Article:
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Title: Root morphology and mycorrhizal type strongly influence root production in nutrient hot spots of mixed forests

Abstract

Plants compete for nutrients using a range of strategies. We investigated nutrient foraging within nutrient hot-spots simultaneously available to plant species with diverse root traits. We hypothesized that there would be more root proliferation by thin-root species than by thick-root species, and that root proliferation by thin-root species would limit root proliferation by thick-root species. We conducted a root ingrowth experiment in a temperate forest in eastern USA where root systems of different tree species could interact. Tree species varied in the thickness of their absorptive roots, and were associated with either ectomycorrhizal (EM) or arbuscular mycorrhizal (AM) fungi. Thus, there were thin- and thick-root AM and thin- and thick-root EM plant functional groups. Half the ingrowth cores were amended with organic nutrients (dried green leaves). Relative root length abundance, the proportion of total root length in a given soil volume occupied by a particular plant functional group, was calculated for the original root population and ingrowth roots after 6 months. The shift in relative root length abundance from original to ingrowth roots was positive in thin-root species but negative in thick-root species (p < .001), especially in unamended patches (AM: +6% vs. -7%; EM: +8% vs. -9%). Being thin-rootedmore » may thus allow a species to more rapidly recolonize soil after a disturbance, which may influence competition for nutrients. Moreover, we observed that nutrient additions amplified the shift in root length abundance of thin over thick roots in AM trees (+13% vs. -14%), but not in EM trees (+1% vs -3%). In contrast, phospholipid fatty acid biomarkers suggested that EM fungal hyphae strongly proliferated in nutrient hot-spots whereas AM fungal hyphae exhibited only modest proliferation. We found no evidence that when growing in the shared patch, the proliferation of thin roots inhibited the growth of thick roots. As a result, knowledge of root morphology and mycorrhizal type of co-existing tree species may improve prediction of patch exploitation and nutrient acquisition in heterogeneous soils.« less

Authors:
 [1];  [1];  [1]
  1. The Pennsylvania State Univ., University Park, PA (United States)
Publication Date:
Research Org.:
Pennsylvania State Univ., University Park, PA (United States)
Sponsoring Org.:
USDOE Office of Science (SC); USDOE Office of Science (SC), Biological and Environmental Research (BER) (SC-23). Climate and Environmental Sciences Division
Contributing Org.:
NSF
OSTI Identifier:
1419620
Alternate Identifier(s):
OSTI ID: 1411152
Grant/Contract Number:
SC0012003
Resource Type:
Journal Article: Accepted Manuscript
Journal Name:
Journal of Ecology
Additional Journal Information:
Journal Volume: 106; Journal Issue: 1; Journal ID: ISSN 0022-0477
Publisher:
Wiley
Country of Publication:
United States
Language:
English
Subject:
54 ENVIRONMENTAL SCIENCES; arbuscular mycorrhiza; ectomycorrhiza; ingrowth; nutrient foraging; plant–soil interactions; resource exploitation; root competition; root length density; root proliferation; soil heterogeneity

Citation Formats

Chen, Weile, Koide, Roger T., and Eissenstat, David M. Root morphology and mycorrhizal type strongly influence root production in nutrient hot spots of mixed forests. United States: N. p., 2017. Web. doi:10.1111/1365-2745.12800.
Chen, Weile, Koide, Roger T., & Eissenstat, David M. Root morphology and mycorrhizal type strongly influence root production in nutrient hot spots of mixed forests. United States. doi:10.1111/1365-2745.12800.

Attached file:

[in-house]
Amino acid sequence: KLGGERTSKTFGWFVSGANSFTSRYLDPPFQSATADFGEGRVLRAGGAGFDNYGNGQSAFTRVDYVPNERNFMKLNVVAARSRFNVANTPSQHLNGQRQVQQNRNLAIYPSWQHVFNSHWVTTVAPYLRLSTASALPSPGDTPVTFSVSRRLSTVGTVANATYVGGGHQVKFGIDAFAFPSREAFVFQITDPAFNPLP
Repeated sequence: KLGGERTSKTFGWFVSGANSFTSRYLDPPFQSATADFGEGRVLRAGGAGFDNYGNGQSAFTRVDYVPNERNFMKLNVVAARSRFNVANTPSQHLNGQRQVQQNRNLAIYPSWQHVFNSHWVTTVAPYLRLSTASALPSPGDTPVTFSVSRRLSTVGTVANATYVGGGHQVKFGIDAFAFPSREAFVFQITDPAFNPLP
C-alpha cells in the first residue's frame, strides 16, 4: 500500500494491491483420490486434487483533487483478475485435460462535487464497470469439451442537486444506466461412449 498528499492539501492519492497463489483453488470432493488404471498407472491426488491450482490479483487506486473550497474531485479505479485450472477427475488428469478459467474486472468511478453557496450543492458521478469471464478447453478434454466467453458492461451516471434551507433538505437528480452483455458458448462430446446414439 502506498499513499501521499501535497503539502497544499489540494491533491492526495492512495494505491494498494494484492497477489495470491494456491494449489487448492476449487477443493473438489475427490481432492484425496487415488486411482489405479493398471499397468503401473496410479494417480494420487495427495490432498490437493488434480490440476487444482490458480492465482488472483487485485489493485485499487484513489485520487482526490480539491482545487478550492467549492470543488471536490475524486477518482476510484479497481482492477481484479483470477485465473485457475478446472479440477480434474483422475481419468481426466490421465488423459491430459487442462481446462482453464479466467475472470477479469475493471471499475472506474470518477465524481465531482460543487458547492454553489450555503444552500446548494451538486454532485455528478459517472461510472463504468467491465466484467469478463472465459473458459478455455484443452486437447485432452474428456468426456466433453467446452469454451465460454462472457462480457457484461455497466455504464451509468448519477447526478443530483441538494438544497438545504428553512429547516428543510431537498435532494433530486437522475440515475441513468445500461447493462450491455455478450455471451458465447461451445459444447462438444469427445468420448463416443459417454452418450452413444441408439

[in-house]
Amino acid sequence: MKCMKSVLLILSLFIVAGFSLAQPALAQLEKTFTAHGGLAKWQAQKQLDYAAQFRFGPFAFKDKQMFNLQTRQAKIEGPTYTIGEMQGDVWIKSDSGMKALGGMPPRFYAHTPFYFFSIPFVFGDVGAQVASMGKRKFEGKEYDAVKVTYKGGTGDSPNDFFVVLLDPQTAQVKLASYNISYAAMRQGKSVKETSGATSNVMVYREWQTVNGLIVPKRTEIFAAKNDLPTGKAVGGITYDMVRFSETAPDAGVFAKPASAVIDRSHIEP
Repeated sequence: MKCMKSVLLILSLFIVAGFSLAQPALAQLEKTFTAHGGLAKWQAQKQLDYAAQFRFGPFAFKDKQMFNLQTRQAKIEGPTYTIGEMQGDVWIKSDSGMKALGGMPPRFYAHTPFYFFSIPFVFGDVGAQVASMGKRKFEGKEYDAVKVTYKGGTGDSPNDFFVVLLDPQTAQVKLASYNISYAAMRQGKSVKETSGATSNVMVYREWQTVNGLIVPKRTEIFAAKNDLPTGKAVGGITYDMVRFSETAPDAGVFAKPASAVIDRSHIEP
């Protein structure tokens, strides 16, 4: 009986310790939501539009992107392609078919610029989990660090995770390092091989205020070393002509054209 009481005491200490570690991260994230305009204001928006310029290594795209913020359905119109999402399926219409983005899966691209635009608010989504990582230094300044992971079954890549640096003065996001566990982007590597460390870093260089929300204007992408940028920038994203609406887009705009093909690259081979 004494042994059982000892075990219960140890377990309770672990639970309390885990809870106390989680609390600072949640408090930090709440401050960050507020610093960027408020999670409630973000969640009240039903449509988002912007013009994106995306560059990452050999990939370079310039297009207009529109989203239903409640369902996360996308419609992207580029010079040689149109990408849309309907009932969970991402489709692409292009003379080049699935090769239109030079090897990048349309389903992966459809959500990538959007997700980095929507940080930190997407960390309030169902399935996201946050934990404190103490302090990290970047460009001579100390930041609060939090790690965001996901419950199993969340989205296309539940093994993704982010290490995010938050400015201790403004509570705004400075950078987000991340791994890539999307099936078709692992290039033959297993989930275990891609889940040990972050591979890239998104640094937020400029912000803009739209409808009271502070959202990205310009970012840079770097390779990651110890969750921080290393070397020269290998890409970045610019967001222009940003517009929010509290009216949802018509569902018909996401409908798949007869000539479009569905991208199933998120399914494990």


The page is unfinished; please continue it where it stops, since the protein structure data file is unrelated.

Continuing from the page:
Chen, Weile, Koide, Roger T., and Eissenstat, David M. Wed . "Root morphology and mycorrhizal type strongly influence root production in nutrient hot spots of mixed forests". United States. doi:10.1111/1365-2745.12800. https://www.osti.gov/servlets/purl/1419620.
@article{osti_1419620,
title = {Root morphology and mycorrhizal type strongly influence root production in nutrient hot spots of mixed forests},
author = {Chen, Weile and Koide, Roger T. and Eissenstat, David M.},
abstractNote = {Plants compete for nutrients using a range of strategies. We investigated nutrient foraging within nutrient hot-spots simultaneously available to plant species with diverse root traits. We hypothesized that there would be more root proliferation by thin-root species than by thick-root species, and that root proliferation by thin-root species would limit root proliferation by thick-root species. We conducted a root ingrowth experiment in a temperate forest in eastern USA where root systems of different tree species could interact. Tree species varied in the thickness of their absorptive roots, and were associated with either ectomycorrhizal (EM) or arbuscular mycorrhizal (AM) fungi. Thus, there were thin- and thick-root AM and thin- and thick-root EM plant functional groups. Half the ingrowth cores were amended with organic nutrients (dried green leaves). Relative root length abundance, the proportion of total root length in a given soil volume occupied by a particular plant functional group, was calculated for the original root population and ingrowth roots after 6 months. The shift in relative root length abundance from original to ingrowth roots was positive in thin-root species but negative in thick-root species (p < .001), especially in unamended patches (AM: +6% vs. -7%; EM: +8% vs. -9%). Being thin-rooted may thus allow a species to more rapidly recolonize soil after a disturbance, which may influence competition for nutrients. Moreover, we observed that nutrient additions amplified the shift in root length abundance of thin over thick roots in AM trees (+13% vs. -14%), but not in EM trees (+1% vs -3%). In contrast, phospholipid fatty acid biomarkers suggested that EM fungal hyphae strongly proliferated in nutrient hot-spots whereas AM fungal hyphae exhibited only modest proliferation. We found no evidence that when growing in the shared patch, the proliferation of thin roots inhibited the growth of thick roots. As a result, knowledge of root morphology and mycorrhizal type of co-existing tree species may improve prediction of patch exploitation and nutrient acquisition in heterogeneous soils.},
doi = {10.1111/1365-2745.12800},
journal = {Journal of Ecology},
number = 1,
volume = 106,
place = {United States},
year = {Wed Apr 26 00:00:00 EDT 2017},
month = {Wed Apr 26 00:00:00 EDT 2017}
}

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Cited by: 2works